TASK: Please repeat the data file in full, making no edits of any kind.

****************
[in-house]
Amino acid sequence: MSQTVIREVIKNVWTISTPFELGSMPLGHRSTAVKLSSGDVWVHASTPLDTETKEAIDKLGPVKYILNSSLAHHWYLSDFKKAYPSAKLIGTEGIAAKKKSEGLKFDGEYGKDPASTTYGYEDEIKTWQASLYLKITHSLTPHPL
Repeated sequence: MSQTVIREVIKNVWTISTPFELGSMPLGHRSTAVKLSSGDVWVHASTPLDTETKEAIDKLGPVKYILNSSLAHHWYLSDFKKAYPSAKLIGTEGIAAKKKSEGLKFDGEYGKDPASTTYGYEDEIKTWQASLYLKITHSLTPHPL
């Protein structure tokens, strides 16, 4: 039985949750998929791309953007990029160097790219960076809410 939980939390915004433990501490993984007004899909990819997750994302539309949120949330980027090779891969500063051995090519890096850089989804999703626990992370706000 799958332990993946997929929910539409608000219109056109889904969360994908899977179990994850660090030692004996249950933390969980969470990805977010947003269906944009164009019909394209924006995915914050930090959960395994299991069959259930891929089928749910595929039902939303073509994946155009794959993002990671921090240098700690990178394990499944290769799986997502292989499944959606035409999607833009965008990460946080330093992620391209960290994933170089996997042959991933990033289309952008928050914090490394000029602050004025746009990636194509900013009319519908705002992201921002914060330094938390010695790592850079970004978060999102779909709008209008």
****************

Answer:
[in-house]
Amino acid sequence: MSQTVIREVIKNVWTISTPFELGSMPLGHRSTAVKLSSGDVWVHASTPLDTETKEAIDKLGPVKYILNSSLAHHWYLSDFKKAYPSAKLIGTEGIAAKKKSEGLKFDGEYGKDPASTTYGYEDEIKTWQASLYLKITHSLTPHPL
Repeated sequence: MSQTVIREVIKNVWTISTPFELGSMPLGHRSTAVKLSSGDVWVHASTPLDTETKEAIDKLGPVKYILNSSLAHHWYLSDFKKAYPSAKLIGTEGIAAKKKSEGLKFDGEYGKDPASTTYGYEDEIKTWQASLYLKITHSLTPHPL
């Protein structure tokens, strides 16, 4: 039985949750998929791309953007990029160097790219960076809410 939980939390915004433990501490993984007004899909990819997750994302539309949120949330980027090779891969500063051995090519890096850089989804999703626990992370706000 799958332990993946997929929910539409608000219109056109889904969360994908899977179990994850660090030692004996249950933390969980969470990805977010947003269906944009164009019909394209924006995915914050930090959960395994299991069959259930891929089928749910595929039902939303073509994946155009794959993002990671921090240098700690990178394990499944290769799986997502292989499944959606035409999607833009965008990460946080330093992620391209960290994933170089996997042959991933990033289309952008928050914090490394000029602050004025746009990636194509900013009319519908705002992201921002914060330094938390010695790592850079970004978060999102779909709008209008």